When I inform friends, family, and acquaintances of my somewhat non-traditional postgraduate plans, I am undoubtedly met with a series of questions. (If you’re wondering where exactly Rwanda is, you’re not alone. See this page for the answer to this question and much, much more.) Many of you have also been curious about the specifics of what my life in Rwanda will be like–where I’ll teach, what exactly my living situation will be like, etc. Unfortunately, my knowledge at this point is still fairly limited, as is the nature of the Peace Corps, and I will have to wait until orientation–or later–to discover the answers to many of these questions. So for now, this being my first post and all, let’s stick with what I DO know (It’s much more reassuring for everyone that way).
From September 2014 until December 2016, I will serve as a English Education Peace Corps volunteer in Rwanda.
On Tuesday the 9th, I will meet my fellow trainees and Peace Corps staff in Philadelphia for Staging, which is basically a series of orientation sessions, paperwork, icebreakers, etc. Then, the next morning, we’ll drive to New York and take off for Kigali!
During my first twelve weeks in-country, I will undergo an intensive training with a group of about 35-40 other Education volunteers. I will spend the first two days in the capital city, Kigali, for orientation. From there, we will travel to Rwamagana district, a region about an hour east of the capital city, Kigali. During our 12 weeks in Rwamagana, we will be living with host families, an aspect of training I’m especially looking forward to.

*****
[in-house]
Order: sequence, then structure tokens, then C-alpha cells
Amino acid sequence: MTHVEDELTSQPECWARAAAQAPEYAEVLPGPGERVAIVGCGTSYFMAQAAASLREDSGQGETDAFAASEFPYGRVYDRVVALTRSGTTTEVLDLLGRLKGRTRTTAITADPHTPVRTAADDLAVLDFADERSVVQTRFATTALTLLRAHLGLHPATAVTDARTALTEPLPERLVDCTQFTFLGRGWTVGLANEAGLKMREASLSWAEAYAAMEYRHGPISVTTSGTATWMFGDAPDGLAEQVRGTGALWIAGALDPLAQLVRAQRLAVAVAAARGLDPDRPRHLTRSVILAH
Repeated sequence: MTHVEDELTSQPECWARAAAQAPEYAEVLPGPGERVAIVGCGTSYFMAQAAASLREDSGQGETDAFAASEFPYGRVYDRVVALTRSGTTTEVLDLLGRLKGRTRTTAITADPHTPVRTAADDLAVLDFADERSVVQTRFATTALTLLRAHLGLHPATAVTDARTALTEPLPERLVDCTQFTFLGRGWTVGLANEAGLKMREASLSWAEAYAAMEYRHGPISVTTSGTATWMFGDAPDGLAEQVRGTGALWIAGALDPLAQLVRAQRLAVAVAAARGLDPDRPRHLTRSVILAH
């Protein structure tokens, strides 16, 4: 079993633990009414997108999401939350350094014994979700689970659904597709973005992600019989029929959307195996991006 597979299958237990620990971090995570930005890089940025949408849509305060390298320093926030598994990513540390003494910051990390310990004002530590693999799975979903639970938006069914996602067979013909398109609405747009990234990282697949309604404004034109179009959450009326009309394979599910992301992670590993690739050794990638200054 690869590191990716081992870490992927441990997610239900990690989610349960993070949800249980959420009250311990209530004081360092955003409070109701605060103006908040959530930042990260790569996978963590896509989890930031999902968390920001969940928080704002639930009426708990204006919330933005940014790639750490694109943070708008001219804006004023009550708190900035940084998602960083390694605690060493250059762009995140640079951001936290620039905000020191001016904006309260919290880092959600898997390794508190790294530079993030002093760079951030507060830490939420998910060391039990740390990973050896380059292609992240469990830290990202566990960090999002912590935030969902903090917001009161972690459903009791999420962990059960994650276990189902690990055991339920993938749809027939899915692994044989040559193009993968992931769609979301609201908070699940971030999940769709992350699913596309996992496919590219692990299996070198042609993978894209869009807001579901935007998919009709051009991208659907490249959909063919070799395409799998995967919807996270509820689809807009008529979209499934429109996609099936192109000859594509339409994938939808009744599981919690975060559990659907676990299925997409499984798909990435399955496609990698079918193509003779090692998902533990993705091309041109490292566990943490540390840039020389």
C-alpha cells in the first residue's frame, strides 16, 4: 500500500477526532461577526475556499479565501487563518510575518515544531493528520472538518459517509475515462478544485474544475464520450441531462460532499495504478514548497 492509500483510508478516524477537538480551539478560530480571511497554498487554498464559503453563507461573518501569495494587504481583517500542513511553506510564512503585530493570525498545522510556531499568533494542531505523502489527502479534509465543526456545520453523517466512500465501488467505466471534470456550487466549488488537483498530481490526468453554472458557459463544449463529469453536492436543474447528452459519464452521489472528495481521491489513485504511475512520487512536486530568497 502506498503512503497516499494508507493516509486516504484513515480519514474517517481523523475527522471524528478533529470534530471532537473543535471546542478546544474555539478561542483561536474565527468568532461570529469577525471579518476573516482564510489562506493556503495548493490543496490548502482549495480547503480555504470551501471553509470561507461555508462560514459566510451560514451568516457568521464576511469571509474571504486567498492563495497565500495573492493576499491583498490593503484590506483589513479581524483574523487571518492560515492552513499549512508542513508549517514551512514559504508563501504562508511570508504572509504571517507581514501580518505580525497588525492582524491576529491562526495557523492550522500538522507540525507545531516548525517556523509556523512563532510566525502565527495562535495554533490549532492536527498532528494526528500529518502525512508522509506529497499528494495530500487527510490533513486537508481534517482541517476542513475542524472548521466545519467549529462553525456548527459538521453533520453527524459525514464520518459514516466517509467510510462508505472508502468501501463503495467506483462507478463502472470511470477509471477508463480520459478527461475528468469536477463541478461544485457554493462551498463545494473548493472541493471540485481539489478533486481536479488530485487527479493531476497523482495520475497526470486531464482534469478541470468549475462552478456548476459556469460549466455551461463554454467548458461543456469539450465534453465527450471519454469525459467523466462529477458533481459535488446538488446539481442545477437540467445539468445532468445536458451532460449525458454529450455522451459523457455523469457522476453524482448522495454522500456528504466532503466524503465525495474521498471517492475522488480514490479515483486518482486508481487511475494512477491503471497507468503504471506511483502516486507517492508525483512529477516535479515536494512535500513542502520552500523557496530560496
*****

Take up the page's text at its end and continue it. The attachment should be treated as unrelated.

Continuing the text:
My fellow trainees and I will be scattered throughout the region in groups of two to three volunteers per village. Much of my training will be conducted in these small groups of three for language and cultural training, which is designed to give us a solid foundation in Kinyarwanda and Rwandan culture. For the rest of the time, I will take part in technical training with my entire training class to learn how exactly one goes about teaching English in a rural Rwandan village, as well as other sessions on health, safety, etc.
About halfway through training, I will receive my site placement. I will be able to spend several days in the community I will teach in so that I can meet with administrators, see my living arrangements, and get a feel for my long-term site. Then I will return to Rwamagana to finish training, the second half of which will include a “model school” practicum to get us actually in the classroom teaching. Then, on December 5th, I will (hopefully) travel to Kigali to swear in as an official Peace Corps Volunteer.
My primary role will be as an English teacher in a Rwandan secondary school. The rest of my time will be spent in designing and implementing secondary projects which could cover anything from a camp designed to empower girls to a a series of workshops on HIV/AIDS. Most Education posts in Rwanda are very rural, so I may or may not have electricity or running water.
There you go–that’s about everything. So for now, wish me luck in appeasing my compulsive need to plan by reminding myself that the best adventures usually involve a healthy dose of uncertainty, surprise, serendipity, spontaneity, and a leap of faith into the unknown.